Is it a coincidence that in the year where we saw record numbers of businesses going bust we also saw a marked drop in the numbers of businesses taking professional advice? Are businesses not taking advice because it’s a luxury they can’t afford? Or do they simply not trust the advice system or the advisors who operate within it?
Small businesses tend to turn to their accountant as a first port of call when they need advice. Yet, according to a survey commissioned by the FSB the proportion of businesses seeking advice from their accountant has fallen from 74% of businesses to 53.7% between 2004 and 2006.
They are not turning instead to their banks or solicitors (also traditionally high on the shopping list). Numbers of businesses seeking advice from banks has fallen from 33.8% to 8.7% and from solicitors from 30.4% to 28.4% over the same period.
They are also avoiding confiding in their peers (a percentage drop of 11.4) or suppliers (a drop of 9.6). They don’t even appear to be seeking guidance from their customers (down by 6.5 percentage points).
Government funded support has also been given a wide berth (down 12.3 percentage points) with just 4.4% of businesses taking up this option. This is perhaps the most alarming of all because it is professional advice generally given free.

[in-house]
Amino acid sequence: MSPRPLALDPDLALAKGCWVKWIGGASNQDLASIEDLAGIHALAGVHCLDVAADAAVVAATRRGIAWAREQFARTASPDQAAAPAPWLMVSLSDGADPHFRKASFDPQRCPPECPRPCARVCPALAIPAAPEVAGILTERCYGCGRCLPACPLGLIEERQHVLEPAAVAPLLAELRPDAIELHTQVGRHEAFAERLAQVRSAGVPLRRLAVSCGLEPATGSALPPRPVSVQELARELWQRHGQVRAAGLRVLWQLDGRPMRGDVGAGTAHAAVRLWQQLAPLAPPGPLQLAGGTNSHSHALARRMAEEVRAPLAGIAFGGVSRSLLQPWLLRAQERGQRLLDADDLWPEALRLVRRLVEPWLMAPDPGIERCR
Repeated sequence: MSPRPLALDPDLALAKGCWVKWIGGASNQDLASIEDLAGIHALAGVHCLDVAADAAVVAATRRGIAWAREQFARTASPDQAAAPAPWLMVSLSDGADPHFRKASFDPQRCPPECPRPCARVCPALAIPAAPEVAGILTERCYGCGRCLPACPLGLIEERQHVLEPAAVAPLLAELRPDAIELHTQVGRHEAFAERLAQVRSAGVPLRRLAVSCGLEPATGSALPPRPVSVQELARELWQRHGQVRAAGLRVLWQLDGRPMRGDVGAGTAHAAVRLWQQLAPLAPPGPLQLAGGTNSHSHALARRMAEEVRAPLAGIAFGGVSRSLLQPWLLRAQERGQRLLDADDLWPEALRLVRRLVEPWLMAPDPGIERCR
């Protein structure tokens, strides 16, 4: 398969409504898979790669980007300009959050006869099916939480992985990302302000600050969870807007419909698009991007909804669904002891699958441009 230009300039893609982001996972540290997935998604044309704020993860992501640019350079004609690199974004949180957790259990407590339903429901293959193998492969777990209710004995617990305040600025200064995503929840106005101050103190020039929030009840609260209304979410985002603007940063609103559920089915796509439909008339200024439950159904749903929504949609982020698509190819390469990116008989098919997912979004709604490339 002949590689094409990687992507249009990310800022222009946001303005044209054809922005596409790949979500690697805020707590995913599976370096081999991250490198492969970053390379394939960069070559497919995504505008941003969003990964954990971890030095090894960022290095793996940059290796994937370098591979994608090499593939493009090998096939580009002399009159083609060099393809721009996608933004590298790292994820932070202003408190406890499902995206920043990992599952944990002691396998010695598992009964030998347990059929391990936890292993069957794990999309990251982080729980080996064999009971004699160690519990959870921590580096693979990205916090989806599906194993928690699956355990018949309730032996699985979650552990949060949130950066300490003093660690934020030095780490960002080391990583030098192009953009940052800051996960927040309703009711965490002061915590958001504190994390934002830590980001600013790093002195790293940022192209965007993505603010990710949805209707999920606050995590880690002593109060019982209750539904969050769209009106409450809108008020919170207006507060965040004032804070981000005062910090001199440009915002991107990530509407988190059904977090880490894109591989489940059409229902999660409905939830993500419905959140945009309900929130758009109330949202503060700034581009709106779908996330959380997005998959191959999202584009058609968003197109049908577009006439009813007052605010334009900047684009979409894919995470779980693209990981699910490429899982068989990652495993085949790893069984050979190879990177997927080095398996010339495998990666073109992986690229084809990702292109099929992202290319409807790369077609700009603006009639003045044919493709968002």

The picture becomes more intriguing when you look closely at how the different sources of advice actually performed. Accountants, the most used source of professional advice, is also the sector that gives the highest rates of customers satisfaction. About 77% of people that sought advice from solicitors were satisfied or very satisfied with the results compared with only 50% of people who used Government funded support.
Businesses were 68% satisfied or very satisfied with advice from their solicitors and just under 50% with advice from their banks.
Of the people who consulted their peers, suppliers, friends, family or customers none was dissatisfied or very dissatisfied. One might argue that the people who took advice from these sources would not have paid and so that would explain why they were satisfied.
Interestingly those who took advice from commercial consultants were also neither dissatisfied nor very dissatisfied with 50% being satisfied or very satisfied and the rest being neutral.
It would appear from the results of this FSB survey that businesses go to their accountants and solicitors most often for advice. They use commercial consultants very rarely (only 2.9% compared with 53.7% and 28.4% who use accountants and solicitors respectively) but when they do they are generally satisfied with the results.
Some commentators have suggested that there is a case for a complete revolution in the way Government funded support is delivered with businesses being given business support credits to spend with the commercial businesses advisers, accountants and solicitors that they know and trust rather than going through the Business Link system.
The Brighton & Hove Economic Partnership (BHEP) will be giving evidence to the SEERA select committee on publicly funded business support services. If you would like to comment on the above survey by the FSB please send an email to firstname.lastname@example.org
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Brighton & Hove Economic Partnership
Federation of Small Businesses